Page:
Philadelphia is blessed with a vibrant Chinatown. I’ve written before about Chung King Garden, but last night it was all about the bakery. We stopped at a little joint on Race at the corner of 10th called Hong Kong Bakery. [UPDATE: this has since become one of our favorite spots in Philadelphia. Try the coconut bread for $1.50 a loaf!] It had a selection of bubble teas and shakes, of which I’m dying to try the durian shake. There’s also a small bakery case with a fairly typical selection of bao, or buns, with different savory and sweet fillings. They’re cheap, usually less than a dollar each, and surprisingly filling.
There’s lots of great stuff– coconut buns, thousand-year egg buns, lotus buns– but the addictive glory is to be found in the roast pork buns. These little beauties are the Cantonese answer to the barbecue sandwich– oh, but there’s so much more to it than that.
The selection of English-language information on the history of Chinese cuisine available on the internet is pretty thin, so I’m hoping to flesh this out a bit once the big honking Chinese cookbook I ordered arrives. My knowledge of Chinese food and culture is extremely slender. My knowledge of the history of immigrant populations in the US is a bit better, so this analysis focuses on that.
First of all, the bun. It can be steamed, baked or fried, but steamed is traditional. It’s about the size of a hamburger bun. The dough is slightly sweet and usually coated with an egg wash to get a nice golden brown sheen on top. The filling varies, but the basic ingredients are barbecued pork and chopped onions. They’re often suspended in a sweet, dark pink sauce.
The beautiful bun has recently been the target of calumny: a newswire story about Chinese bakers putting chopped cardboard in their pork buns was shown to be a fraud. Does anybody else find the Chinese food-adulteration panic just a wee bit racist? I mean, it’s grounded in legitimate concerns, but it also plays on the long-standing stereotype that Chinese people eat gross things. (Which is why I have a problem with the whole premise of ‘Bizarre Foods with Andrew Zimmern,’ but that’s another post.)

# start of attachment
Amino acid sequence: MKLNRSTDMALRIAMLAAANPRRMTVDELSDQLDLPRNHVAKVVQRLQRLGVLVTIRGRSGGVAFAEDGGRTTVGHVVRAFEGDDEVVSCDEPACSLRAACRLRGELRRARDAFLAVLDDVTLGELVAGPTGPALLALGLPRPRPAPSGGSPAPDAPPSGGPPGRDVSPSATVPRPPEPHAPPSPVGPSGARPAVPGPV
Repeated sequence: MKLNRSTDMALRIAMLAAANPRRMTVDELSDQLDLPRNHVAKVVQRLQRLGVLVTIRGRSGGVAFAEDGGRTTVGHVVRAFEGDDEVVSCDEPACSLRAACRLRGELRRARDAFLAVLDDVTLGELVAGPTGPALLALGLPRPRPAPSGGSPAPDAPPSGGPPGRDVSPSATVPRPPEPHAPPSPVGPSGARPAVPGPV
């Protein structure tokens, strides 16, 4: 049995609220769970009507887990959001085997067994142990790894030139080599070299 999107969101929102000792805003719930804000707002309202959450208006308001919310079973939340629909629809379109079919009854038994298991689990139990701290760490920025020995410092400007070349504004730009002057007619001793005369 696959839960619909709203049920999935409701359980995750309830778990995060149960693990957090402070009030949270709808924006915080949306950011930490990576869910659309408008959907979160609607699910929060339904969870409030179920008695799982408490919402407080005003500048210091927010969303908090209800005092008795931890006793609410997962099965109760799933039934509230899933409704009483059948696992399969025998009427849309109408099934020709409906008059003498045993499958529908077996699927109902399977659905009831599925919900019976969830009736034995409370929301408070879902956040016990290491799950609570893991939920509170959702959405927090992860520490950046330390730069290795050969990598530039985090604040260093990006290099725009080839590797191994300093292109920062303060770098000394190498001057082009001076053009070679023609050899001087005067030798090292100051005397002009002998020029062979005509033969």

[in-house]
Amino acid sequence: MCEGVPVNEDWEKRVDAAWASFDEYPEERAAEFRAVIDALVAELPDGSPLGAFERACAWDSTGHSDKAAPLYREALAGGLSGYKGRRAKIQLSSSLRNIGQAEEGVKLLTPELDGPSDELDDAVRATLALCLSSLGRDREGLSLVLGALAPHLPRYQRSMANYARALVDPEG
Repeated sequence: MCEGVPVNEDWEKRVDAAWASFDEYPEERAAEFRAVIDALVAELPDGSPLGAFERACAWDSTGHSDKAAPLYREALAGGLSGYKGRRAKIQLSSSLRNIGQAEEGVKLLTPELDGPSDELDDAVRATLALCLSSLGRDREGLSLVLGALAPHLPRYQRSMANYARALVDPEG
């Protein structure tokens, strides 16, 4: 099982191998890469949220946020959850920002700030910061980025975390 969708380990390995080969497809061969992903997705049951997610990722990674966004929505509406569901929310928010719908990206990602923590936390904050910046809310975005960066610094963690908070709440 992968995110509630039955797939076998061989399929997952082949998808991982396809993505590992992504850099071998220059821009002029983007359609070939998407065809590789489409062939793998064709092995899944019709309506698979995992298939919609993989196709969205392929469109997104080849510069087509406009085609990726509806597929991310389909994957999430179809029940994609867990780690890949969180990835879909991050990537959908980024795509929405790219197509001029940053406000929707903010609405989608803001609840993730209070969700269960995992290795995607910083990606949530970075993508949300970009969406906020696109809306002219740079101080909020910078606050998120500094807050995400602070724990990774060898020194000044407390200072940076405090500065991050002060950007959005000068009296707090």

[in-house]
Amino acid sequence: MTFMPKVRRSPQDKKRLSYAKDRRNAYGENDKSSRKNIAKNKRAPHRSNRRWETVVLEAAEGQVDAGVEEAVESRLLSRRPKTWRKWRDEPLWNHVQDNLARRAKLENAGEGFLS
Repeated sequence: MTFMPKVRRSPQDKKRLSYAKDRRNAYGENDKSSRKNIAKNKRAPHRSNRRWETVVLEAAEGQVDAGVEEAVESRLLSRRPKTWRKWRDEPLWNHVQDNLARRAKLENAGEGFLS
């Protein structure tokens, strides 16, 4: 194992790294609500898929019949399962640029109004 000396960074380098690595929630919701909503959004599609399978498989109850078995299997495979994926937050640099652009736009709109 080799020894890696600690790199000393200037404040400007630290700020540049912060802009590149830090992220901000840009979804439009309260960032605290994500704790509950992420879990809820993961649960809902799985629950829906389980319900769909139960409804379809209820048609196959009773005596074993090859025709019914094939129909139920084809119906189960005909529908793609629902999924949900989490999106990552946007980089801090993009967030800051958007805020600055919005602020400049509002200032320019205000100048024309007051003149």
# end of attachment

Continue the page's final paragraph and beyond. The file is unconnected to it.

The Worldwide Gourmet provides some background in the form of legend (though couched in some extremely unfortunate language):
On six successive occasions Liang successfully repelled the fearsome barbarian tribe commanded by Meng Huoh. The seventh time, both parties having fought honorably, Meng Huoh bowed before Liang’s strategy and wisdom. Everyone joined in the great march back to the Shu kingdom. On the way they came to a river. According to barbarian tradition, in order to cross the river a human life first had to be sacrificed and the head thrown into the water to ensure that the current could be safely crossed. Liang, in his great wisdom, did not wish to kill an innocent man, since his ghost could return to claim other victims, and so he ordered his cook to prepare a large steamed round loaf shaped like a head which he threw into the river. Everyone made it across without incident. Since that day, and for a long time afterwards, little steamed buns were made in the shape of heads, more oval than round. These buns are called “mantow” or “mantou” which phonetically is the same word, referring both to buns and the heads of barbarians!